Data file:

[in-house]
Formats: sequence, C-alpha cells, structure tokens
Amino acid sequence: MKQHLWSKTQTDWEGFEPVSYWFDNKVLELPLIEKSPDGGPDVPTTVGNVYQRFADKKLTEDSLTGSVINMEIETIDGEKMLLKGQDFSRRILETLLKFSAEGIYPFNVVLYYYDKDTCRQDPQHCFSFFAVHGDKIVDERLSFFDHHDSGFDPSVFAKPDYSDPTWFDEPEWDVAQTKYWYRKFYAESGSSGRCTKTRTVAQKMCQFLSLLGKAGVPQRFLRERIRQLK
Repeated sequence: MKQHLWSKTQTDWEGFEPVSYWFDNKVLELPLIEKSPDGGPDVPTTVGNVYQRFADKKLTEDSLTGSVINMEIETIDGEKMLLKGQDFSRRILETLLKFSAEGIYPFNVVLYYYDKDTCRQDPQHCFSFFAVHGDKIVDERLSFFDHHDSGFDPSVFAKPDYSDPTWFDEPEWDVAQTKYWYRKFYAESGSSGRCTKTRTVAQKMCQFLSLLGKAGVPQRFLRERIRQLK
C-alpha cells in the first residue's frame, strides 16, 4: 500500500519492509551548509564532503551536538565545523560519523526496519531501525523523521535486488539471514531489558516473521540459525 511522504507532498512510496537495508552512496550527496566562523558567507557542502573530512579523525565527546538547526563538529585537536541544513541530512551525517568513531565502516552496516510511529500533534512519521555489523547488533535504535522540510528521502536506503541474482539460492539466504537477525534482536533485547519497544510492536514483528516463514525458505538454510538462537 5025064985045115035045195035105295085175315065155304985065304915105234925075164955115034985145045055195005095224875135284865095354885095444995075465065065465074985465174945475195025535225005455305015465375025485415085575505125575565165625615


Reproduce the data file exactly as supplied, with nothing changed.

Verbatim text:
[in-house]
Formats: sequence, C-alpha cells, structure tokens
Amino acid sequence: MKQHLWSKTQTDWEGFEPVSYWFDNKVLELPLIEKSPDGGPDVPTTVGNVYQRFADKKLTEDSLTGSVINMEIETIDGEKMLLKGQDFSRRILETLLKFSAEGIYPFNVVLYYYDKDTCRQDPQHCFSFFAVHGDKIVDERLSFFDHHDSGFDPSVFAKPDYSDPTWFDEPEWDVAQTKYWYRKFYAESGSSGRCTKTRTVAQKMCQFLSLLGKAGVPQRFLRERIRQLK
Repeated sequence: MKQHLWSKTQTDWEGFEPVSYWFDNKVLELPLIEKSPDGGPDVPTTVGNVYQRFADKKLTEDSLTGSVINMEIETIDGEKMLLKGQDFSRRILETLLKFSAEGIYPFNVVLYYYDKDTCRQDPQHCFSFFAVHGDKIVDERLSFFDHHDSGFDPSVFAKPDYSDPTWFDEPEWDVAQTKYWYRKFYAESGSSGRCTKTRTVAQKMCQFLSLLGKAGVPQRFLRERIRQLK
C-alpha cells in the first residue's frame, strides 16, 4: 500500500519492509551548509564532503551536538565545523560519523526496519531501525523523521535486488539471514531489558516473521540459525 511522504507532498512510496537495508552512496550527496566562523558567507557542502573530512579523525565527546538547526563538529585537536541544513541530512551525517568513531565502516552496516510511529500533534512519521555489523547488533535504535522540510528521502536506503541474482539460492539466504537477525534482536533485547519497544510492536514483528516463514525458505538454510538462537 5025064985045115035045195035105295085175315065155304985065304915105234925075164955115034985145045055195005095224875135284865095354885095444995075465065065465074985465174945475195025535225005455305015465375025485415085575505125575565165625615